Air quality and energy worries driving demand for AHU refurbs

 

Daikin Applied UK (DAPUK) is reporting growing demand from clients for air handling unit (AHU) refurbishments and upgrades as they search for better energy efficiency and healthier indoor environments.

Many clients with systems that are typically more than 10 years old are looking to improve performance, but without the cost of having to replace complete units. As a result, DAPUK said it was carrying out an increasing number of projects to “refresh” AHUs by replacing key components, upgrading to new technologies and recommissioning.

As well as improving day-to-day operation, upgrading an AHU can substantially extend its useful operating life and provide additional indoor air quality (IAQ) benefits. This saves upfront capital costs and reduces the client’s environmental impact by minimising embodied carbon.

End users are facing rising energy costs and are also far more aware of the need to improve airflows in occupied spaces to reduce the spread of airborne viruses and other contaminants following the hard lessons learned during the pandemic. Also, with annual flu and cold epidemics coming round again this autumn more are looking to make their buildings more infection resilient.

 

Wear and tear

The DAPUK team will carry out a full survey of the AHU to check for wear and tear in components like heating and cooling coils, filters, and supply and extract fans. As well as improving airflows and energy efficiency, replacing or repairing fans will also reduce noise, which can be another symptom of impaired performance and a source of occupant complaints. Working on the heat recovery elements is another important consideration when looking to reduce energy consumption, according to DAPUK.

Going down the refurbishment route means an installed AHU can also take advantage of new technology such as EC motors, which are more efficient and reliable than the AC motors used in many installed AHUs. They are quieter and run at a lower temperature so have a longer operating life as well as being less likely to fail. EC fans also have fewer components than AC equivalents so need less maintenance and are less expensive to install.

 

Plug and play options

The healthcare sector has some specific requirements in this area and the DAPUK team are currently refurbishing fans, coils, and filters throughout the Sunderland Royal hospital. This includes upgrading to a ‘plug and play’ option for the fans allowing the onsite FM team to rapidly drop in replacements for critical areas like operating theatres so any downtime can be kept to an absolute minimum.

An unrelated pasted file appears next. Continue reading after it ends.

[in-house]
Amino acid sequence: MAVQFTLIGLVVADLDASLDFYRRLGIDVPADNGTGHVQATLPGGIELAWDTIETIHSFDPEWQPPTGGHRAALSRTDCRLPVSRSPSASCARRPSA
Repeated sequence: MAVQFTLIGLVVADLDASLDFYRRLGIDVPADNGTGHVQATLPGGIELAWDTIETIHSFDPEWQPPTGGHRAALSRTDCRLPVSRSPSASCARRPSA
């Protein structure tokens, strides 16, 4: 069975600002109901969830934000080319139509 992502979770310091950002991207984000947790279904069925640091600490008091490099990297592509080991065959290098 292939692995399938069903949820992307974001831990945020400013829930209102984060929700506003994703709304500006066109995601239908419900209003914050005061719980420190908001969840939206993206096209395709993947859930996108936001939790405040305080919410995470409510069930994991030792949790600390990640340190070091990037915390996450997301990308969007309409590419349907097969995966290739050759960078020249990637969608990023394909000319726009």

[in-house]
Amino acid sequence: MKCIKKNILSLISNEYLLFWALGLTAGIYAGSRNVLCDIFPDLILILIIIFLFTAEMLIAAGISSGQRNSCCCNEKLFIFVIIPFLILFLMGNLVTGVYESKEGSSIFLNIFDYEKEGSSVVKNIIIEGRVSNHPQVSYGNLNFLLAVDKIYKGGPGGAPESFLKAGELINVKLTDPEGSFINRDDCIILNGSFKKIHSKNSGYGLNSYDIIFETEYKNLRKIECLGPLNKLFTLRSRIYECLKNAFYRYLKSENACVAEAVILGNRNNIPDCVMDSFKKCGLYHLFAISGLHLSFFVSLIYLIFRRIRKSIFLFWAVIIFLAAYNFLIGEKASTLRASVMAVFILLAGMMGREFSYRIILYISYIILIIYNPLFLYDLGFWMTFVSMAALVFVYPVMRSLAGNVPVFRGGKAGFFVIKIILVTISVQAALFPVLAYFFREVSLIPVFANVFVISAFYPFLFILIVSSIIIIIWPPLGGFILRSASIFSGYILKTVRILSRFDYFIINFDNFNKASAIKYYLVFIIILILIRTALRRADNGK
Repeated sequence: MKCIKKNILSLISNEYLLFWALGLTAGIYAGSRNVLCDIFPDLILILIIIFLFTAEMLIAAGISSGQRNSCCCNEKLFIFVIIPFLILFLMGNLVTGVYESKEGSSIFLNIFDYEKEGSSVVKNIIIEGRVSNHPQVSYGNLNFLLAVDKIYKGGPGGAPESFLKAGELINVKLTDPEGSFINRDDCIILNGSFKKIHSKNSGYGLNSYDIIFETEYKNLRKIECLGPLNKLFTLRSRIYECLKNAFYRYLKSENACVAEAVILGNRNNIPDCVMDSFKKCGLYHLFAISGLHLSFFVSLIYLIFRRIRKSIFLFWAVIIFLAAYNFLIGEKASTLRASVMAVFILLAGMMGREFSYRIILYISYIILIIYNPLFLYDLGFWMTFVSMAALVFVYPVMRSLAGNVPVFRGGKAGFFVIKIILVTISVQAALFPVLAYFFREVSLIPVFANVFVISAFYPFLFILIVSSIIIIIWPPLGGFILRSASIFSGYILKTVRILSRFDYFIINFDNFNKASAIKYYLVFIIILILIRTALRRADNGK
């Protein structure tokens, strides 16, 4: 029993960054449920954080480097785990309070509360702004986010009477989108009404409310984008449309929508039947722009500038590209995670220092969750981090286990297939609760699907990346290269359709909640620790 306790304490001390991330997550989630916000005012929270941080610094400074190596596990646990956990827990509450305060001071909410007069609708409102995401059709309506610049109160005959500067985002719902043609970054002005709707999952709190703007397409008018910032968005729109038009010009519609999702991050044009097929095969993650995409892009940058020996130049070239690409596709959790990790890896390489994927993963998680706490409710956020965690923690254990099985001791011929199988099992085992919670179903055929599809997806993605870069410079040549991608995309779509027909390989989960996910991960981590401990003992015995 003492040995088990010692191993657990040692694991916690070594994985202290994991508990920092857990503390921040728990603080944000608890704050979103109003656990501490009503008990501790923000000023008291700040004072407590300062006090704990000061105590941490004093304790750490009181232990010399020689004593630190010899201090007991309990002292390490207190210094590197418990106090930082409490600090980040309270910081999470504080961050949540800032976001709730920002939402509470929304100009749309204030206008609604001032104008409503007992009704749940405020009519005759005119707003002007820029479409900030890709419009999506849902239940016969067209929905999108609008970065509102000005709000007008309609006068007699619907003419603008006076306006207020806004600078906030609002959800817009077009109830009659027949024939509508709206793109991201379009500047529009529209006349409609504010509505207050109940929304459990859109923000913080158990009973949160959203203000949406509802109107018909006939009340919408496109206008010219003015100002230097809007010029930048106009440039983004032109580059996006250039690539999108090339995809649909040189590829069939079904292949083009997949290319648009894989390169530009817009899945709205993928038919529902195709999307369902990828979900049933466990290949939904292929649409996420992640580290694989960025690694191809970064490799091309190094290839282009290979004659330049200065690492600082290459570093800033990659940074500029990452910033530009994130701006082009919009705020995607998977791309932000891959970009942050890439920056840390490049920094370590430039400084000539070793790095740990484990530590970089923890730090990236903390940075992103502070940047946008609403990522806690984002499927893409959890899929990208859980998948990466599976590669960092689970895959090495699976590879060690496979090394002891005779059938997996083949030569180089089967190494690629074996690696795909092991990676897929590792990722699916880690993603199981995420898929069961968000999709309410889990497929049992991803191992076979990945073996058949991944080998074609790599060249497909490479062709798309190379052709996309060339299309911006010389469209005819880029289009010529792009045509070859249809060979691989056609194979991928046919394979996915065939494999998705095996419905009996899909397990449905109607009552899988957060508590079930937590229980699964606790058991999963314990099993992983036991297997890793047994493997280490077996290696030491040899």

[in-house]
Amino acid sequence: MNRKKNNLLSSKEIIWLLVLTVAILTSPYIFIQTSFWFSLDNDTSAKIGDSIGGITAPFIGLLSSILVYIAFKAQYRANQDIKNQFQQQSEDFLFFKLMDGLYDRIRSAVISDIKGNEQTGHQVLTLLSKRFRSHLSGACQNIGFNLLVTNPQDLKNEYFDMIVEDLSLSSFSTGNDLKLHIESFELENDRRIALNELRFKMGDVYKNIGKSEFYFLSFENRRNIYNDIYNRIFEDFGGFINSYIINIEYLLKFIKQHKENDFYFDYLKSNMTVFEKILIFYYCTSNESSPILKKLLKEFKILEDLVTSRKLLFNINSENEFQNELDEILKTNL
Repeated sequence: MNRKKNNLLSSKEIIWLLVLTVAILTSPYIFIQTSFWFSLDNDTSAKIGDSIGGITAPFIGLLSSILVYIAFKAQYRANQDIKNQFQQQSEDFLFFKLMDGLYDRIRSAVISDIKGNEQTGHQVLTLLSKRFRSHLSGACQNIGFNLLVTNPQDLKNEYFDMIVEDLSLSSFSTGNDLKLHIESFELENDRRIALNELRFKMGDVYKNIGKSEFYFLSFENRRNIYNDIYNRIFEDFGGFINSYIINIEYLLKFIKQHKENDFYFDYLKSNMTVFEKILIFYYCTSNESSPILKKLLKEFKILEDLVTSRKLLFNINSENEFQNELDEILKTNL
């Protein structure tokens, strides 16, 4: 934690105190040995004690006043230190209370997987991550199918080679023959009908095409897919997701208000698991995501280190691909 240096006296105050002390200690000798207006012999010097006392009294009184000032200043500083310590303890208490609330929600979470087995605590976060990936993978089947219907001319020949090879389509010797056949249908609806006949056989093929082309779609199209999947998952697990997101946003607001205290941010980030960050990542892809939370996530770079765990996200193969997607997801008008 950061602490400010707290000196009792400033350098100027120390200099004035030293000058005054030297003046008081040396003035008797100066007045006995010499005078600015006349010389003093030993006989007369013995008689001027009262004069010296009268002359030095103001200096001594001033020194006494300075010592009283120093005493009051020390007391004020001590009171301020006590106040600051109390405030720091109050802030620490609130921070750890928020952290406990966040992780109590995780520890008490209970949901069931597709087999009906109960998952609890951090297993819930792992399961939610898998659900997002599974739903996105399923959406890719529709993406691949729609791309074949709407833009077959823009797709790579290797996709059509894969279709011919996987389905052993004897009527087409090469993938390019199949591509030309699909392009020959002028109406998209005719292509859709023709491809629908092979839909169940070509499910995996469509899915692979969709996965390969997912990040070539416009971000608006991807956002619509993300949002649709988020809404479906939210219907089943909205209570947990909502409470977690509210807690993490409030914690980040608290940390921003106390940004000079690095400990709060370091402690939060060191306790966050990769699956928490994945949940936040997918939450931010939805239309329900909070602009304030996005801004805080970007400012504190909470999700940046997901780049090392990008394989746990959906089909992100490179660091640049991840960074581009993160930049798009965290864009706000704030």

The company is also carrying out another large AHU upgrade project at Edinburgh Royal Infirmary including changing filter frames to ensure they comply with HTM specifications. Motor and inverter upgrades are also being carried out and new replacement intake sections and heat exchangers may be part of the next stage.

This work is not restricted to Daikin Applied products as the team are more than happy to work on all makes of AHU on behalf of clients who are increasingly looking to extend the life and operating efficiency of their existing services. “We will refurbish any AHU, anywhere, anytime,” said Daikin Applied’s AHU senior site supervisor Jamie Rutherford.

 

“We can offer full or partial refurbs and if required, the project can also be staged to allow the system to keep operating and minimising downtime throughout the refurbishment process. Full sections or single components can be replaced depending on the condition of the unit”.

 

New range launched


Daikin Applied also recently extended its range of AHUs with the UK launch of the compact Modular T series. It features an advanced triple stage filtration approach to improve IAQ in several types of building, at a time of growing concern about this vital health and well-being issue.

The Modular T has been designed to reduce the concentration of potentially harmful airborne pathogens including volatile organic compounds (VOCs) and particulate matter (PM) while also helping to reduce CO2 levels.

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